Wave of arrests of journalists, website blocking in Egypt

Reporters Without Borders (RSF) condemns the latest attempts by the Egyptian authorities to gag the media, in which at least six journalists have been detained in a week-old wave of anti-government protests.

The reporters detained since the protests began on 20 September, in response to the actor Mohamed Ali’s accusations of governmental corruption, have brought the total number journalists imprisoned in Egypt to 31.


One of the first reporters to be arrested was Engy Abdel Wahab, who began working as a trainee with the newspaper Al-Masry Al-Youm just weeks ago. She was arrested in Cairo’s Tahrir Square on 20 September.


Omar Hisham, a photographer for the news website Masrawy, was also arrested in Tahrir Square on 20 September. His editors sent a letter, which RSF has seen, to his lawyer, certifying that he was sent there to cover that evening’s Egyptian Super Cup celebrations by Al-Ahly football club supporters.


The blogger known as “Mohamed Oxygen” was also detained the same day, less than two months after being given a conditional release that ended more than 15 months in detention.


The organization NetBlocks meanwhile reported that the Facebook Messenger app and the websites of the BBC and the US government-funded TV channel Al-Hurra were being blocked in Egypt. Makram Mohamed Ahmed, the head of Egypt’s Supreme Council for Media Regulation, confirmed the blocking to the BBC, blaming it on the “publication of false information.”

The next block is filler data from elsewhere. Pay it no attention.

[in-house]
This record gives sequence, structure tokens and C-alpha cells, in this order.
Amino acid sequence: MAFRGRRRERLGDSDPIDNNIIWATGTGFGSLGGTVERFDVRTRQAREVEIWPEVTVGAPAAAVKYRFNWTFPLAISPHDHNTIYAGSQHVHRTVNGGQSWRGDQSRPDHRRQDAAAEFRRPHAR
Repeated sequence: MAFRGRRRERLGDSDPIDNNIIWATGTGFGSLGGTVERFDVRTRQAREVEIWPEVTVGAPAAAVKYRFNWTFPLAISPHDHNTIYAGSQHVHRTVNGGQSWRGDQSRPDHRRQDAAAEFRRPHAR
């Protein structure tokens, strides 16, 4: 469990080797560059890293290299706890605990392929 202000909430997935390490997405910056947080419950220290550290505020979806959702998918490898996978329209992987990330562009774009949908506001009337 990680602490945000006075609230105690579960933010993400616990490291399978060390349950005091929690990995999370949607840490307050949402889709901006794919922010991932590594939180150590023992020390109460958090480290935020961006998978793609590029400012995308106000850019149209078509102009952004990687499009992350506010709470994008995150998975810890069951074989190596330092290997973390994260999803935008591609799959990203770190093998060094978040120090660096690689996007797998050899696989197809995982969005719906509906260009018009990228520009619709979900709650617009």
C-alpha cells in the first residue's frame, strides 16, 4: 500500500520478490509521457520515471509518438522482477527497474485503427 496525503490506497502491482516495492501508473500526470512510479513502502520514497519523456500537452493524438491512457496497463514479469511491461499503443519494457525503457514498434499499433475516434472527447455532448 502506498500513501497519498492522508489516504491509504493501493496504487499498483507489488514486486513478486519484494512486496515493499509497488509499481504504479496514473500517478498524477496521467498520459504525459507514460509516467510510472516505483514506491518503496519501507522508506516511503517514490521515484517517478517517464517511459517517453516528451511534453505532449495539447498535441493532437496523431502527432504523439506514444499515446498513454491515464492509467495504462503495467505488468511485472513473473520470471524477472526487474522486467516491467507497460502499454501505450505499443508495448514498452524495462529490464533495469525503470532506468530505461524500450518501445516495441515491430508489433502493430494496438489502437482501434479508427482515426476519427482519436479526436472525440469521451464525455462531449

The Egyptian government must stop gagging the media at times of unrest by preventing journalists from doing their work,” said Sabrina Bennoui, the head of RSF’s Middle East desk. “This new wave of arrests draws fresh attention to the opaqueness of a regime that endlessly violates the public’s right to information.”


Three of the journalists arrested in the past week have already been brought before judges and placed in provisional detention. They are Nasser Abdel Hafiz, a reporter for the newspaper Akhbar El-Yom, Sayed Abdellah, who was covering the protests in Suez for Al Jazeera and was posting information live on his (now-disconnected) Facebook account, and Al-Ahram’s Khaled Dawoud.


Hafiz was arrested in Tahrir Square on 20 September. After Abdellah was arrested at home and taken to a police station on 21 September, his wife posted a video of their searched home. Dawoud was arrested at home on 25 September.


A number of other journalists were arrested and then released. They include Sayed Sobhy, a journalist with the newspaper Al-Akhbar, who was arrested in Cairo on 22 September after returning home from work, and was released the same day.


Egypt is ranked 163rd out of 180 countries in RSF’s 2019 World Press Freedom Index.

Published on
Updated on 27.09.2019